Standing to the side of the BWL Depot meeting room Saturday, Patrick Gillespie talked quietly to his daughter. He stood beside two large displays. He was the featured speaker at First Ward Councilwoman Jody Washington’s monthly get-together with constituents.
His message? The revitalization “energy” of downtown Lansing and the Stadium District specifically is infectious and potentially “reaching critical mass.”
“There’s all kinds of infill that’s happening,” he said of Michigan Avenue. “Each one of those makes it spread quicker. People are realizing it is getting better and they want to hold onto their property. That’s a good problem to have. It’s better than a fire sale.”
Gillespie grew up in Lansing, on the east side, and has made it his business to invest in the city. He said he came to the realization that the projects he was working on in other parts of the state could easily become Lansing projects. And that’s when he made a move on developing the four-story Stadium District.
That filled in a gaping hole left by earlier moves by the city. In the late ‘80s and early ‘90s, the City Council and the Mayor’s Office were much more conservative, and the block that now plays home to the baseball stadium and to the Stadium District was referred to by then Mayor Terry McKane as “sin city.”
Where the parking and lawn of the stadium are today stood two gay bars, Trammpp’s Disco and Joe Covello’s. There was also a Velvet Touch adult bookstore there.
The area Gillespie developed played home to an old apartment building with an adult bookstore and an antique store as tenants. There was also public parking there.
McKane cajoled the city into purchasing those properties before he retired, causing the early retirement scandal that helped sweep David Hollister into office on a progressive reform platform. But by then, the buildings were gone. Instead, there were empty lots.
Hollister saw that space and knew a baseball stadium would be a key to reinvigorating downtown. That opened in 1996.
Gillespie opened up the Stadium District just over a decade later.
And now? He’s snapped up a series of properties surrounding the stadium. His Outfield Project is a national trend, he said. The Lansing Brewing Co. has become so popular, parking is becoming an issue. And his Marketplace Apartments, built on the riverfront on the former Lansing City Market property, is going gangbusters, he said. The second phase of the multi-colored project just opened, and includes MP Social, a riverview eatery designed to draw customers from the apartments as well as the River Trail.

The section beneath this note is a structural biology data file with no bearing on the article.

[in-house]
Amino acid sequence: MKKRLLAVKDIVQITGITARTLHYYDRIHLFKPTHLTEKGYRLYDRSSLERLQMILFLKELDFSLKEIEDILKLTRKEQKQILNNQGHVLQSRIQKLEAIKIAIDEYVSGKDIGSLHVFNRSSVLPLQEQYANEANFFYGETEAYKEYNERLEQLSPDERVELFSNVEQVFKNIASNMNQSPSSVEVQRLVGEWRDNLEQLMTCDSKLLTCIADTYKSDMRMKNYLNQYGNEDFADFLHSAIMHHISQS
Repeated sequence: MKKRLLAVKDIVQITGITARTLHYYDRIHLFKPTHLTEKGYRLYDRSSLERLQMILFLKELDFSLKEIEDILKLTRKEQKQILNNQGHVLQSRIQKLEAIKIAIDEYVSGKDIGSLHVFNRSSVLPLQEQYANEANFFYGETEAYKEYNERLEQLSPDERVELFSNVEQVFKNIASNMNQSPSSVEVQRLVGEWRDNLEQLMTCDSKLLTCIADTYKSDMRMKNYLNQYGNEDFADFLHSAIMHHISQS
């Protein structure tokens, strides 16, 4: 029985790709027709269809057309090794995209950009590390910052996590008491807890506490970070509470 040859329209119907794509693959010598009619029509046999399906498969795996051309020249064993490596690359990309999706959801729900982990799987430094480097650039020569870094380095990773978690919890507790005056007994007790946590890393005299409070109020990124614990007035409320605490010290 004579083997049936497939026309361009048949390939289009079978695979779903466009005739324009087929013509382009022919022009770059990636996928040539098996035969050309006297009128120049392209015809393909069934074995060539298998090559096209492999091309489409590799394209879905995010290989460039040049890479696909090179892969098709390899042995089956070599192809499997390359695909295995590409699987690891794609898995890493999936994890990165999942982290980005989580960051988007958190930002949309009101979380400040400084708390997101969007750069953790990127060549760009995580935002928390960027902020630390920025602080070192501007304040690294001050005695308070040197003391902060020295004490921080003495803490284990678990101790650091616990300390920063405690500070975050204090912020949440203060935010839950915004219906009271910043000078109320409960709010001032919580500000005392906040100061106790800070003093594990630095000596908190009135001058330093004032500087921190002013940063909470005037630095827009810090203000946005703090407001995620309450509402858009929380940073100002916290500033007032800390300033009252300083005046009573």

“We deliberately did not include lots of parking for that,” he said. “We want to entice people off the River Trail.”
He said he’s also considering turning the former Corner Bar, located at Shiawassee and Cedar streets into a breakfast place.
“Would any of you go there?” he asked the attendees, most of whom eagerly said yes.
And he recently inked a deal to purchase a property that runs from Larch Street east to Pere Marquette Street. It’s a former slaughterhouse, he explained, showing attendees how the cattle were brought to the property for slaughter, then moved to the building on Larch for butchering.
“It’s a great building, and I can see a rooftop bar there, overlooking the stadium,” he said.
While the Corner Bar and the slaughterhouse are dreams at the moment, he has been clearing the way for the redevelopment of the 600 block of East Michigan, That development will be a multi-use building featuring retail on the first floor with apartments above. The star tenant at this location is likely to be a grocery store. But mum’s the word on which one.
“We’re in talks with a lot of them,” Gillespie told the group on Saturday. “We might have gotten a few to take the hook. We’ll see.”
But one thing is pretty evident, he said: Don’t expect a downtown gas station. He said those “don’t make money on gas,” rather “it’s selling cigarettes, candy, coffee” where they “make it up.” But the gas stations he’s been in contact with aren’t biting.
It is also extremely expensive, he said, to build a new gas station because of environmental regulations.
“They seem to work nicely with grocery stores,” he said. “We’ve made some of those calls. They don’t seem to be interested at all. They don’t think they can do the volume. We’re getting shut down. Right now our nearest gas station is Speedway” at Michigan and Clemens Avenue.
For Gillespie, the momentum is shifting and the energy is building for a new Lansing vision. But Michael Ruddock, a one-time candidate for the City Council, raised the concern about gentrification. Gillespie was quiet in response, but Washington said she did not think there was an issue.
“We have never had gentrification in the city of Lansing,” said Washington, who chairs the council’s Ad Hoc Committee on Housing.
Her colleague, At-Large Councilman Peter Spadafore, disagreed with her.
“I think we have to mindful of that,” he said. “We have to make sure that the rising river is lifting everyone up, not just a few.”
Don’t expect Gillespie’s next phases of development to be crayon-colored like his recent developments, he said.
“I think those crayons are dull,” he said. “I am putting them away.”